Sleep Attack’s brief pre-game cut-scene tells of how a gluttonous alien overdoes it on the TV-watching and snack-eating, finding themself heading off to the land of nod. Their dreamland is certainly not a comfortable one, however – hordes of aliens begin to bear down on the vulnerable tubster, and the player has to erect towers to gun them down before they get in close.
Yes, this is a tower defence game, but it comes with a twist – quite literally. Players can establish towers on previously determined spots across the battlefield, and the enemies come from any of the four corners of the screen (boss characters later on can appear from anywhere, but they’re naturally pretty uncommon). However, if they’re coming from the top-right corner of the screen, and you’ve set up your best towers at the bottom-left, you’re leaving yourself open to punishment, right? Wrong. In Sleep Attack, you can swivel the battlefield using the control stick or touch screen, so an added tactical element comes in your timing of moving the battlefield.
When boss characters come along, you want to move your strongest units over to wherever they are, naturally, but then a flood of enemies can come from the opposite site, so you need to place your towers wisely in order to neutralise the threat. If you mess up, there is an option to fix the mess as the spinnable terrain is often multi-layered, with the central circle moving in isolation from the outer edges. You can also deliberately orchestrate the enemies’ path so that they have to take a longer route to the centre, and therefore pass by all your central towers to become cannon fodder as they go.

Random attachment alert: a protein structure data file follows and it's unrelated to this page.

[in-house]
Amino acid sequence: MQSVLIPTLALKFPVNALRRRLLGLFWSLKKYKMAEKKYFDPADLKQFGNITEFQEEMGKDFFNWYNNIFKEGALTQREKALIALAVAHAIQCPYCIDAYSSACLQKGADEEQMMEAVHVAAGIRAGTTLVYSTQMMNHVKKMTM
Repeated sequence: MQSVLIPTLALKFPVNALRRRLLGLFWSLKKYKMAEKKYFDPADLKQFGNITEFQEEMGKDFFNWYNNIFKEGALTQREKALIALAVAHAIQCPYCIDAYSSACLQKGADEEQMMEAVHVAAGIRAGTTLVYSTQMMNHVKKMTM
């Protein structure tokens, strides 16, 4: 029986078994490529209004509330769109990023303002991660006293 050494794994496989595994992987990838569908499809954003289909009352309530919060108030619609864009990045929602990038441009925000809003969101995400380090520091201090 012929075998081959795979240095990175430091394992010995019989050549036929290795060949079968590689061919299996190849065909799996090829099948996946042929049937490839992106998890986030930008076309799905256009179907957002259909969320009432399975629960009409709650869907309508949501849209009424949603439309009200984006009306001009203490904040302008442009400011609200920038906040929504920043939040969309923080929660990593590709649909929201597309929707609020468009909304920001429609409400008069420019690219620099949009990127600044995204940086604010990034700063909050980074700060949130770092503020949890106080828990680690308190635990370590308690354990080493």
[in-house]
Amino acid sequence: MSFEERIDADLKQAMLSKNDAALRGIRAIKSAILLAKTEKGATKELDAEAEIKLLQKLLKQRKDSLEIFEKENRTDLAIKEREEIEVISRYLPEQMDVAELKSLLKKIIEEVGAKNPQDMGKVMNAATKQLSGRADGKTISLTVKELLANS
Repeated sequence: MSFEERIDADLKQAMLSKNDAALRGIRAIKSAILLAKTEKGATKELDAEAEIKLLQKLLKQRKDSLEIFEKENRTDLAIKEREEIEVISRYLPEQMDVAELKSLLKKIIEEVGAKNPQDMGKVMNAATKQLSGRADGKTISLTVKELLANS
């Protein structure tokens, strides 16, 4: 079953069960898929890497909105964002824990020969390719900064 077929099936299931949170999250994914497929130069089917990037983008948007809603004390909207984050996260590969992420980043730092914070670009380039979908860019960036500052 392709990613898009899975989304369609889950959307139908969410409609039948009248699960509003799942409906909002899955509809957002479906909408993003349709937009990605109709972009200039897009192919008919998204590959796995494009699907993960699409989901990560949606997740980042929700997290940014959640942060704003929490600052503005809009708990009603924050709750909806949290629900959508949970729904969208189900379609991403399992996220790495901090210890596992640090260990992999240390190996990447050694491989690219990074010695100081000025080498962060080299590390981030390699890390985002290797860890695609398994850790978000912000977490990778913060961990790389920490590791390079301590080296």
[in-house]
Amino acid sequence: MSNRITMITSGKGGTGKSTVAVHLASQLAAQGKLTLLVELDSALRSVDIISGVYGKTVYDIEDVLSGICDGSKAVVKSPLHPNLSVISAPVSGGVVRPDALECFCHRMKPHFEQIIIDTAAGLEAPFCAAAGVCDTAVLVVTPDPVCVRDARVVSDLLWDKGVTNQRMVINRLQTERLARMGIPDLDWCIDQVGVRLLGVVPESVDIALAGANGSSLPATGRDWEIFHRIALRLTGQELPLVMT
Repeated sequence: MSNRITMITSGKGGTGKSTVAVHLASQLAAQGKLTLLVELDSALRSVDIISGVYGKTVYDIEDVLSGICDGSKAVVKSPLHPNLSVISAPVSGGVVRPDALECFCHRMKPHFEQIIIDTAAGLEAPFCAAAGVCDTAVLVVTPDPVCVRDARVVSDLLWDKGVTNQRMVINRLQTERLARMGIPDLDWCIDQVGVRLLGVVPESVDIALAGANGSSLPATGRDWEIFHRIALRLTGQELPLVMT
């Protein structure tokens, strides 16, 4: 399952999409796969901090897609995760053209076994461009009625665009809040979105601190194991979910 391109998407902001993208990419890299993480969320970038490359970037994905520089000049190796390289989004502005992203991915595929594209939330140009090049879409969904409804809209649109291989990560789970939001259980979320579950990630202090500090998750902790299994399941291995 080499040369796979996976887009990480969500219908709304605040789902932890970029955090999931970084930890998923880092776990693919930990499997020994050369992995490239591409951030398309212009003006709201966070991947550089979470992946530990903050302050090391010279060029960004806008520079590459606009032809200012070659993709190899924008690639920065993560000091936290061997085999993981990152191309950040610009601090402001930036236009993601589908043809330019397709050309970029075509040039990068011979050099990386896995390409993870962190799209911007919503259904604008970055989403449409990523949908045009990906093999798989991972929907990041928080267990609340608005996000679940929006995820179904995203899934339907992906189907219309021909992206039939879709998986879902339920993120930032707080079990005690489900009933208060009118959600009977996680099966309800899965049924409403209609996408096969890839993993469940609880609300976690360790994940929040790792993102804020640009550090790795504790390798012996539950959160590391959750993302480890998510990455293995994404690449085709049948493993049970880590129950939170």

There are some nine different types of tower which you can make use of, each with different capabilities. You use multiple of these in any one game, and will have some of these pre-selected in each level, making you weigh up the pros and cons of the remaining tower spots as far as your defence plan goes. By far the most useful two in this reviewer’s experience were the standard machine gun-like heavy fire option, and another which unleashed a more powerful looping shot. Others emit harmful rays which affect enemies within a certain radius. Each tower can be upgraded using points earned by picking off enemies, with four levels of upgrade available until they become all-out killing machines.
While the turrets are varied, the enemies are even more wide-ranging. There are seventeen types altogether, with some accounting for strength in numbers, while others come in with speed. The boss types approach at a slow pace, but with armour that allows them to take a heavy dose of punishment before succumbing. Levels get steadily more difficult, with more waves of enemies, but your HP is at 20 each time, allowing for twenty enemies to slip through the cracks and strike before you get a Game Over.
Overall, Sleep Attack is a fun experience. After playing the game to death, it was still damn-near impossible to achieve the three-star level score, awarded for managing an impenetrable level of defence, but trying something different each time in order to go about getting that is moreish. While Sleep Attack doesn’t smash every other tower defence game out of the park, its unique aspect of spinning the environment makes it feel like a new experience, and you certainly won’t feel like you’ve seen it all before.
Sleep Attack £6.29
Sleep Attack is a moreish tower defence with a unique mechanic that makes it feel different to those which we’ve played before. It doesn’t reinvent the wheel, but it does insert the wheel into a genre where we’re not used to seeing it.